Saturday is baking day, and I was just taking the first sheet of chewy M&M cookies out of the oven when Porter came into the kitchen and announced, "If we can get there in 40 minutes, we can catch the $6 showing of Sully."
I judged I could get the second sheet baked while cleaning up the kitchen and getting myself ready to go, so I thrust it in the oven and got to work, putting the remainder of the dough in the refrigerator to be baked later. (I had originally written simply, "for later," but there are those among my readers who would suspect me of setting aside the dough to be eaten raw. That has been known to happen.)
We arrived at the theater in time to sit through 20 minutes' worth of ads and previews that convinced me there was nothing I wanted to buy and no more movies I wanted to watch.
But I certainly am glad I watched Sully.
There's a wee bit of bad language, but nonetheless I highly recommend the film for our older grandchildren. The true story of the 2009 "Miracle on the Hudson" is awe-inspiring, and very well crafted. I was on the edge of my seat the whole time despite already knowing the outcome. I understand the filmmakers were a little hard on the National Transportation Safety Board for dramatic purposes, but otherwise I believe the movie is true to the facts.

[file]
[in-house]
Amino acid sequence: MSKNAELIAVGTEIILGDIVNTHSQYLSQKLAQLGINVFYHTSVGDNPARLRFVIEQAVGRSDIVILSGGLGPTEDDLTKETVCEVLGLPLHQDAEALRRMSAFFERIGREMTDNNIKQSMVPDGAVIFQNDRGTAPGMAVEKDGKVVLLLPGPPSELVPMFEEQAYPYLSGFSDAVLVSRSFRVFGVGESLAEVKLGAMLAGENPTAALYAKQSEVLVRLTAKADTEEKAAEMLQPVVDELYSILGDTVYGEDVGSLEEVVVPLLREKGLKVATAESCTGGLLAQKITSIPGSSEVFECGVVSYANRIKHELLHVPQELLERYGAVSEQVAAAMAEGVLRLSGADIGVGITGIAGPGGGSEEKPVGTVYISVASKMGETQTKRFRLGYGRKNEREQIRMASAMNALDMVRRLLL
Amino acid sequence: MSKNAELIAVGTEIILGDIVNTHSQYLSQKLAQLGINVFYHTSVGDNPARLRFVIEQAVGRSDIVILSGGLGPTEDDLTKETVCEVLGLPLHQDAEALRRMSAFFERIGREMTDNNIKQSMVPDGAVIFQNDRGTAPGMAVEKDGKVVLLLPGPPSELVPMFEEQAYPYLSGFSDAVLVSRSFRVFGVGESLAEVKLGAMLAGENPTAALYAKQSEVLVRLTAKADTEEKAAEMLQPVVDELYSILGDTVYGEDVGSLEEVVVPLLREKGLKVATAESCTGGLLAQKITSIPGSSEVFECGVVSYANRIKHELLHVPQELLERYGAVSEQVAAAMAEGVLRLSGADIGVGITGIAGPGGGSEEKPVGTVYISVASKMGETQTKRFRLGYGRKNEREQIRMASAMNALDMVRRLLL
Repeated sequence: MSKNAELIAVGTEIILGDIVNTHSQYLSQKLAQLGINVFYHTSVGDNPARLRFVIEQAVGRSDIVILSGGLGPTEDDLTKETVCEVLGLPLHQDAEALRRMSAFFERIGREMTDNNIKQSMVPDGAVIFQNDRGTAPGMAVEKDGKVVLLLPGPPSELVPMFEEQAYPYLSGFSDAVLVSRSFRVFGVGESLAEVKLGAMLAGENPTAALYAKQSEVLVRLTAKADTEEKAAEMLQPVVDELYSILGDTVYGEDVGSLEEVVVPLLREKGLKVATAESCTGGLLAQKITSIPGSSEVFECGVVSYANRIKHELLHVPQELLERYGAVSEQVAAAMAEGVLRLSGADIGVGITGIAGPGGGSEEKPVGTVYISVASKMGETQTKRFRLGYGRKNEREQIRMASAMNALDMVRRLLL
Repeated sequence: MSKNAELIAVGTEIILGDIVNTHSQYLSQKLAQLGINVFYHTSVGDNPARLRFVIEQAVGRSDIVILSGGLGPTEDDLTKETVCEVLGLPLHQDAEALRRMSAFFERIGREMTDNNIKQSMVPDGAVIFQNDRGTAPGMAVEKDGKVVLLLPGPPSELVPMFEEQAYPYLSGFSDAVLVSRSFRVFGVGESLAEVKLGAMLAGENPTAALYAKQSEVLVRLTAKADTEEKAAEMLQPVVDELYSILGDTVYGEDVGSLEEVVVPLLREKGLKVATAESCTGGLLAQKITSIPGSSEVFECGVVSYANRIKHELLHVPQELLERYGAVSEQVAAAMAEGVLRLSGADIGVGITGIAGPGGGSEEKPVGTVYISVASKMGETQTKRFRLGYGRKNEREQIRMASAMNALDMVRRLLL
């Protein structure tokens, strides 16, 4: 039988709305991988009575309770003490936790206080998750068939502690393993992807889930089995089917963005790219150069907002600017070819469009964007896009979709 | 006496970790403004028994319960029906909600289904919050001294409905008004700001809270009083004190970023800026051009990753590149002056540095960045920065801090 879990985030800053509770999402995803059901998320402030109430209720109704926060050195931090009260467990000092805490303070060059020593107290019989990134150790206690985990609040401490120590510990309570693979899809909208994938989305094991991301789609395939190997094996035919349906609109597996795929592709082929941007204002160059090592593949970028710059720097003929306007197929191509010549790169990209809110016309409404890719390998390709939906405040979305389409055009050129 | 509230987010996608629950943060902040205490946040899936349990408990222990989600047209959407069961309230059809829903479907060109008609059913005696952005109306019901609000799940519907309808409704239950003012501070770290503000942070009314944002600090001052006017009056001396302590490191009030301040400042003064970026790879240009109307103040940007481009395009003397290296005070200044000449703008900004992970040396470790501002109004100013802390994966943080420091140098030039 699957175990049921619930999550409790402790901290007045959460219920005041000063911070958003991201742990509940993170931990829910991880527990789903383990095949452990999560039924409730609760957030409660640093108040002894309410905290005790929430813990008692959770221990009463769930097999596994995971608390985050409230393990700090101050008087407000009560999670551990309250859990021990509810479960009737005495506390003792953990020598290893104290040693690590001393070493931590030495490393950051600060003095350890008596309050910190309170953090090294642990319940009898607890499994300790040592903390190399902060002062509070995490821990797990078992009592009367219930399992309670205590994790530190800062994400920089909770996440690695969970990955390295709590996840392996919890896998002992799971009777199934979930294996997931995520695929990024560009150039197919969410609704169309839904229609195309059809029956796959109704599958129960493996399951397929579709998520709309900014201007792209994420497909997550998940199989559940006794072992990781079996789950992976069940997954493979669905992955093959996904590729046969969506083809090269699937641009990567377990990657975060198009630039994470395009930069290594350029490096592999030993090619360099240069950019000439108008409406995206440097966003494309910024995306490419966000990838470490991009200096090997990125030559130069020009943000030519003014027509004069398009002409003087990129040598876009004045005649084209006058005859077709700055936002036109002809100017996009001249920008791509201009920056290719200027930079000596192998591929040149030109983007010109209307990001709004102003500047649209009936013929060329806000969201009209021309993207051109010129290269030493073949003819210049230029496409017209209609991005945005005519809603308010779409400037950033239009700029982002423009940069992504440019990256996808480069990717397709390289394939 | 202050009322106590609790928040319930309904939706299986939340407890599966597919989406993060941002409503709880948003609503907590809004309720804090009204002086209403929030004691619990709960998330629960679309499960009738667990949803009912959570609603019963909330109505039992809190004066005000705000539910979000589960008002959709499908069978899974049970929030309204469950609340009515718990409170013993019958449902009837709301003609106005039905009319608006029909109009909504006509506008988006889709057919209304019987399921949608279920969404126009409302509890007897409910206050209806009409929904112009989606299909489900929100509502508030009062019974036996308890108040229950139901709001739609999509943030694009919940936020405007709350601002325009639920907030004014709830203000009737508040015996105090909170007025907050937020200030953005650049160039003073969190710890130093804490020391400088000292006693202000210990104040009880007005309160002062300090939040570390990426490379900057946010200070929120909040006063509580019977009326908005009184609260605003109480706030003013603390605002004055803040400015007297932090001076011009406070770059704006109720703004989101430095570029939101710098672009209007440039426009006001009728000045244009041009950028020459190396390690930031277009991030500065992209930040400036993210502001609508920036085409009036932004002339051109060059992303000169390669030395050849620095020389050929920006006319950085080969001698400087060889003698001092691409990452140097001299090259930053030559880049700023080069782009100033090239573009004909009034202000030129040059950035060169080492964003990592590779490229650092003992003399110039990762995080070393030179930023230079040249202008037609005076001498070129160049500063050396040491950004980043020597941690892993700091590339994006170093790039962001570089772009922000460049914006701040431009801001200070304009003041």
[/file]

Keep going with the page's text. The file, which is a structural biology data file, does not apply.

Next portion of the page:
I walked out of the theater with renewed appreciation for the value of experience, practice, and preparedness. For what it takes to be an asset rather than a liability in an emergency situation. And for always knowing the nearest exit and where to find your life vest, even if you've heard the spiel a thousand times.
As others warned us, don't leave without watching the credits.